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Old 04-26-2001, 11:13 PM   #1
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Post Biblical Archeology

Times have changed; 8-track tape players are no longer standard equipment in automobiles and some of us are learning that it's not OK to beat horses anymore.

Archeologists are not immunne to changing times. Classical archeology tended to be concerned with validating whatever version of history has come down to us in texts, although it has sometimes corrected the historical texts that inspired it. At its worst, it has been involved in "cultural looting"--digging up a site and carting off treasures to museum collections. Its worst fault was that it was not critical of its own assumptions.

Processual archeology of the 60s and 70s was involved with prehistorical work and--in the absence of texts--concentrated on material remains. Since texts represent the elite of society, the same archeological techniques for studying hunter-gatherers would be the same for studying factory workers in the Industrial Revolution.

Post-processual archeology is an ideological enterprise done in the post-modern present to serve present interests. It was developed in the early 1980s as a deliberate critical reaction to the processual type.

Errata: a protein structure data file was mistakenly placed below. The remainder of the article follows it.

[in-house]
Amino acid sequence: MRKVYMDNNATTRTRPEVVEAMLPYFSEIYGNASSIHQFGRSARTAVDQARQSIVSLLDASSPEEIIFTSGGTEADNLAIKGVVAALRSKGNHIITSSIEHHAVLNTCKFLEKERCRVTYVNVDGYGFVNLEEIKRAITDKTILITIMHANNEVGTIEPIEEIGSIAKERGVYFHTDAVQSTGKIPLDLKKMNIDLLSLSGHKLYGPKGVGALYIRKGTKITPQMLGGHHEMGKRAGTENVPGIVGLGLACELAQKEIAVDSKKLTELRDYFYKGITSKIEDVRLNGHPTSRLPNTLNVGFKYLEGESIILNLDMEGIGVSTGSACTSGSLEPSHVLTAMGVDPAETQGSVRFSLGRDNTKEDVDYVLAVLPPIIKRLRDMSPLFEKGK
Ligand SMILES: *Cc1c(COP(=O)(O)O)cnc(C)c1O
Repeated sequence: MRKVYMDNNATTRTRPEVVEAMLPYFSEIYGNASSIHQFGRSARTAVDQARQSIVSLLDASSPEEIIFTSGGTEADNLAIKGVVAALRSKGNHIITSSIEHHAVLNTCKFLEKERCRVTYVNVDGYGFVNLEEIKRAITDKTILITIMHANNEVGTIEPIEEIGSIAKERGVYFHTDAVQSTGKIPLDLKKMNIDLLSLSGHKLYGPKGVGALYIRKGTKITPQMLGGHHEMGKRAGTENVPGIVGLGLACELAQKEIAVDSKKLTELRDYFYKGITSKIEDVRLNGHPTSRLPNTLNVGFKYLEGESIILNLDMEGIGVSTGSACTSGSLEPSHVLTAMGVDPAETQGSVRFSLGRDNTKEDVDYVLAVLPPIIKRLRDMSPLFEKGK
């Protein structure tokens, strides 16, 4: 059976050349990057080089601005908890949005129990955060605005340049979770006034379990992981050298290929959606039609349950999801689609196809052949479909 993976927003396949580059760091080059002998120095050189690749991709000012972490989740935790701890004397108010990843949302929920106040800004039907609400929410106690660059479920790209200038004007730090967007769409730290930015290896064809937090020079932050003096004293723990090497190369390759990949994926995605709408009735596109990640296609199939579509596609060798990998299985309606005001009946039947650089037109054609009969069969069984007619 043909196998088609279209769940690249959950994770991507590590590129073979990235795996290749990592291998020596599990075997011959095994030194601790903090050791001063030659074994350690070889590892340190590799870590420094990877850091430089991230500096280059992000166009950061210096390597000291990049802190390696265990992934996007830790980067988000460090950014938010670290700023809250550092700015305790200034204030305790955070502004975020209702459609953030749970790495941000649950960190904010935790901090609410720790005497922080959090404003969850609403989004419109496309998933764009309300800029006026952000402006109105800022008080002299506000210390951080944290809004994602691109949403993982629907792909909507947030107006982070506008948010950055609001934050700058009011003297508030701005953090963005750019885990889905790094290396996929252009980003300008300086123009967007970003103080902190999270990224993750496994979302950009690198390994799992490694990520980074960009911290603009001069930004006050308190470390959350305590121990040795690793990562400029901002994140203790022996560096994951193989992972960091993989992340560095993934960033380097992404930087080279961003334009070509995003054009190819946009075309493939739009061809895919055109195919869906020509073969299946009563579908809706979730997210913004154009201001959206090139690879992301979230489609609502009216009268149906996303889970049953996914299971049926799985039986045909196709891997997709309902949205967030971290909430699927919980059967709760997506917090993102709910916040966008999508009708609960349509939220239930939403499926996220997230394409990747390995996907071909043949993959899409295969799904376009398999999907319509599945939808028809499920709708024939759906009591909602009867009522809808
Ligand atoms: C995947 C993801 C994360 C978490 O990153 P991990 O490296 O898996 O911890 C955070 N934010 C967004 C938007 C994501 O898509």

Biblical scholarship has undergone a similar transformation. First, scholars mined the text for nuggets of verse to uphold their theological points. Next, such devices as "form criticsm" and other "criteria" were discovered and refined to help the scholar focus more on the material, pattern/language aspects of the Bible. Now the best and honest of scholars (as opposed to the apologists who talk the language of biblical historians but act out the methods of the apologists) are moving in concert to the best and honest archeologists. Both attempt to wrestly honestly and closely with the postmodernist idea that the object known is changed by the subject knowing it.

The present must reconstruct the past so each can challenge and change the other by argued evidence in public discussion. By making one's methodology as self-critical and self-conscious as possible and by conducting one's arguments as pointed and precise as can be done, the right questions can be raised and hopefully confronted.

On these boards that may mean, focus, focus, focus and repeat, repeat, repeat until the meaning of one's question is finally made evident in the response it elicits.

[This message has been edited by aikido7 (edited April 27, 2001).]
 
 

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